Flutter: What is MyClass_.() ? aka Private Constructor 2022

Oflutter Private Constructor

While reading some Flutter blogs or watching Flutter tutorials, you might see that some developers are using _.() aks private constructor after creating a Class. And you might be wondering what is [MyClass] _.() do and why we even need it? As a quick answer _.() – is a Private Constructor. But let’s dive into more details about the private constructor.

Defenition – Private Constructor _.()

Private Constructor – is an exclusive instance constructor that restricts this class from being instantiated in other classes. This class is mainly used when you need to have static members only e.g static variables or static methods.

For example, in Flutter (Dart), you might want to use a static method such as a convertDateTime(String datetime) converter from String to DateTime which you gonna use within the whole app. Another example is when you want to have static custom Colors which also will be used somewhere in your flutter app when designing UI.

You might ask, what is the purpose of having only static variables or methods (functions)? Well, the static methods and variables belong to the class but not to the class objects which means that it can be invoked without using a class object. For example, when having a regular class constructor, you would have to invoke a class object e.g final initMyClass = MyClass(); And then, you would use initMyClass to access some data or methods like initMyClass.getAge. However, if you have a private constructor, you directly access the static methods or variables without creating an object e.g MyClass.getAge.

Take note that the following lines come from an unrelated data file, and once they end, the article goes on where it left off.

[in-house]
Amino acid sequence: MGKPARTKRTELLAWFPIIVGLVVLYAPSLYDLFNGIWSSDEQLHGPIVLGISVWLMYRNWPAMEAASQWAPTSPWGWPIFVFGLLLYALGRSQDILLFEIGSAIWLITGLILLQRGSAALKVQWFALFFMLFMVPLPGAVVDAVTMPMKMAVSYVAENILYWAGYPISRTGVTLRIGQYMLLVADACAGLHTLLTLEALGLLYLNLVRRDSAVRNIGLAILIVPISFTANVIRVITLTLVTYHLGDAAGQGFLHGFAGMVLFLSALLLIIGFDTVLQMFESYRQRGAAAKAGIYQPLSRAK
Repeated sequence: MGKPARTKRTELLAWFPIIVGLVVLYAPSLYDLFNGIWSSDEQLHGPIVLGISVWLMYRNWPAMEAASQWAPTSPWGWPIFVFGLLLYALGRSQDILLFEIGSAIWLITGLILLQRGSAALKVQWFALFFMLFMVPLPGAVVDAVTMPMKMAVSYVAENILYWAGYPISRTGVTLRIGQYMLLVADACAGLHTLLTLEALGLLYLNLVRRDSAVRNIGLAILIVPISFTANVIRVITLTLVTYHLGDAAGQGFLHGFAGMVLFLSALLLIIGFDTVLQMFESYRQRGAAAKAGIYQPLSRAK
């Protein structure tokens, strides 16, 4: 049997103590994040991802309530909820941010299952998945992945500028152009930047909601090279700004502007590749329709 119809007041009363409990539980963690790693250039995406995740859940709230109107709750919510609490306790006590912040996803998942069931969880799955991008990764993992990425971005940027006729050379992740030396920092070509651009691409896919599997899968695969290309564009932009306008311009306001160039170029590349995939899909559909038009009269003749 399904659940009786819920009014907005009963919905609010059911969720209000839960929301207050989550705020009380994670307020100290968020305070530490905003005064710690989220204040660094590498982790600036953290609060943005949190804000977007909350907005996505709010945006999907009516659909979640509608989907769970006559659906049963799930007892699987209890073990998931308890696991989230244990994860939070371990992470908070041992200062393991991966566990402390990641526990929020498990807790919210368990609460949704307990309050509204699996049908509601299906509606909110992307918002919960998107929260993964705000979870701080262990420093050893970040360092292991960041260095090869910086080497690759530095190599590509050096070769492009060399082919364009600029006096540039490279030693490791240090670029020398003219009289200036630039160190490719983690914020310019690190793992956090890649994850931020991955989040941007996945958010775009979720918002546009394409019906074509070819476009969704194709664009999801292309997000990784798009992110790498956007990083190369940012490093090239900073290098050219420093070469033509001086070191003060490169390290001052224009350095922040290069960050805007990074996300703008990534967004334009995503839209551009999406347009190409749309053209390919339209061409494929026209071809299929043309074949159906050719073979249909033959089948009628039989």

Coding example – How to create a Private Constructor?

To create a private constructor you should type ClassName._(); after creating a class.

class MyClass {
  MyClass._();
}

Now, we can create some static methods. For example, let’s have a static method that converts double to N decimal points.

class MyClass {
  MyClass._();
  
  /// Round double to specific decimal
  static double toDecimal(double value, int decimal){
    return double.parse(value.toStringAsFixed(decimal));
  }
}

As you can see inside MyClass we have created a simple static method that takes two arguments one is a value, and the second one is a decimal number for which we want to round.

Next, let’s try to call this method from main.dart file

main(){
  double longNumber = 159.2381927403827192385941;
  
  print(MyClass.toDecimal(longNumber, 3));
  
  // Output: 159.238
}

As you can see, we did not invoke any class object or instantiated MyClass class, we accessed the toDecimal method directly from main.dart file and as the output, we have 159.238.

When should I use private constructor ._()?

As we have talked about earlier, you should use the private contractor when you need to create static variables or methods.

For example, we can create a private contractor if we want to have a custom app color scheme. This is commonly used while developing the flutter app. It’s very useful to manage the color schemes using private constructor

class AppColors {
  AppColors._();
  
  static const Color purpleColor = Color(0xFF7C6BEA);
  static const Color darkRedColor = Color(0xFF4D1325);
    
}

Or if you want to create a static method like show alert dialog. Usually, developers create a separate class AppUtils where they create a static method such as alert dialog or convert some date time e.g if you receive a date-time from the database as milliseconds or seconds (int) you can create a static method that takes input as integer and convert it to date time. But let’s continue with the alert dialog.

class AppUtils{
  AppUtils._();
  
   static AlertDialog showAlertDialog({
    required String title,
    required Widget content,
    required Function() action1,
    required Function() action2,
 
  }) {
    return AlertDialog(
      title: Text(title),
      content: content,
      actions: [
        TextButton(onPressed: action1, child: const Text('Action 1')),
        TextButton(onPressed: action2, child: const Text('Action 2'))
      ],
    );
  }

}

And now, we can use our AppColors.purpleColor to change a UI color somewhere in the app or use AppUtils.showAlertDialog().

Conclusion

Now you know a bit more about private constructors and what does _.() mean. I hope you found this article useful!

By the way! Check out my youtube video: Link

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